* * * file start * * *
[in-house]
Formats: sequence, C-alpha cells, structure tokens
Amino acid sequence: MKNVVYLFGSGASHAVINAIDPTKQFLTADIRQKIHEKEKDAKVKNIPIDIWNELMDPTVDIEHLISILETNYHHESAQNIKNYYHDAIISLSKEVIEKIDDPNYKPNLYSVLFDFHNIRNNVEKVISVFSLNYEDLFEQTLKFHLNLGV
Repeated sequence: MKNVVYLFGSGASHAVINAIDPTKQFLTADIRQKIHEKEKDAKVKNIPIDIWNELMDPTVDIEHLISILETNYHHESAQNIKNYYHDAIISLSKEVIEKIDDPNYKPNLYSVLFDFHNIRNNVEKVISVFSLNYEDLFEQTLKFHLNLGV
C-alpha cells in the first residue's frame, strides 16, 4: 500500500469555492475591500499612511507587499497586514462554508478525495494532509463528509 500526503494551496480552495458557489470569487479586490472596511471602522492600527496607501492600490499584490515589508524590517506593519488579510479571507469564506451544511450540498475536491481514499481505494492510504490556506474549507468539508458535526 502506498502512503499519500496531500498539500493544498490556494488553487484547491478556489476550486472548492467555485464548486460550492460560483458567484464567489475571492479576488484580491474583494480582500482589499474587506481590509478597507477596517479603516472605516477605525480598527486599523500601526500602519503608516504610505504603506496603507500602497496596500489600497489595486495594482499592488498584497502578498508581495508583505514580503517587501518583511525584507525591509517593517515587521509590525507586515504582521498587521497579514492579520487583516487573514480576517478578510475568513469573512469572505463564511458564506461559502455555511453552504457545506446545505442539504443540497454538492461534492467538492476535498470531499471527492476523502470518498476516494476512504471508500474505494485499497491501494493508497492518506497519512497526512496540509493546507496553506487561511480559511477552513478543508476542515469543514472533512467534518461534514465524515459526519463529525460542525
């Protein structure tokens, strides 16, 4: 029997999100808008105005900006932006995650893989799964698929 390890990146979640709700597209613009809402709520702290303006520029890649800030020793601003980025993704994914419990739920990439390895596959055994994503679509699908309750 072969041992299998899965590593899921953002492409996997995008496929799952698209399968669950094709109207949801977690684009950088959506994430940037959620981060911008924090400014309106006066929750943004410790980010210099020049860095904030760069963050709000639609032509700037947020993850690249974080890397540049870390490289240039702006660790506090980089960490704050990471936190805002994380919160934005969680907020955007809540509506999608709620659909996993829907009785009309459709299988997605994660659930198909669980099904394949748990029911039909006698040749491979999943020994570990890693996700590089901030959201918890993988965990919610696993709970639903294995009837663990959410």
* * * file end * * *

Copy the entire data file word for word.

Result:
[in-house]
Formats: sequence, C-alpha cells, structure tokens
Amino acid sequence: MKNVVYLFGSGASHAVINAIDPTKQFLTADIRQKIHEKEKDAKVKNIPIDIWNELMDPTVDIEHLISILETNYHHESAQNIKNYYHDAIISLSKEVIEKIDDPNYKPNLYSVLFDFHNIRNNVEKVISVFSLNYEDLFEQTLKFHLNLGV
Repeated sequence: MKNVVYLFGSGASHAVINAIDPTKQFLTADIRQKIHEKEKDAKVKNIPIDIWNELMDPTVDIEHLISILETNYHHESAQNIKNYYHDAIISLSKEVIEKIDDPNYKPNLYSVLFDFHNIRNNVEKVISVFSLNYEDLFEQTLKFHLNLGV
C-alpha cells in the first residue's frame, strides 16, 4: 500500500469555492475591500499612511507587499497586514462554508478525495494532509463528509 500526503494551496480552495458557489470569487479586490472596511471602522492600527496607501492600490499584490515589508524590517506593519488579510479571507469564506451544511450540498475536491481514499481505494492510504490556506474549507468539508458535526 502506498502512503499519500496531500498539500493544498490556494488553487484547491478556489476550486472548492467555485464548486460550492460560483458567484464567489475571492479576488484580491474583494480582500482589499474587506481590509478597507477596517479603516472605516477605525480598527486599523500601526500602519503608516504610505504603506496603507500602497496596500489600497489595486495594482499592488498584497502578498508581495508583505514580503517587501518583511525584507525591509517593517515587521509590525507586515504582521498587521497579514492579520487583516487573514480576517478578510475568513469573512469572505463564511458564506461559502455555511453552504457545506446545505442539504443540497454538492461534492467538492476535498470531499471527492476523502470518498476516494476512504471508500474505494485499497491501494493508497492518506497519512497526512496540509493546507496553506487561511480559511477552513478543508476542515469543514472533512467534518461534514465524515459526519463529525460542525
């Protein structure tokens, strides 16, 4: 029997999100808008105005900006932006995650893989799964698929 390890990146979640709700597209613009809402709520702290303006520029890649800030020793601003980025993704994914419990739920990439390895596959055994994503679509699908309750 072969041992299998899965590593899921953002492409996997995008496929799952698209399968669950094709109207949801977690684009950088959506994430940037959620981060911008924090400014309106006066929750943004410790980010210099020049860095904030760069963050709000639609032509700037947020993850690249974080890397540049870390490289240039702006660790506090980089960490704050990471936190805002994380919160934005969680907020955007809540509506999608709620659909996993829907009785009309459709299988997605994660659930198909669980099904394949748990029911039909006698040749491979999943020994570990890693996700590089901030959201918890993988965990919610696993709970639903294995009837663990959410």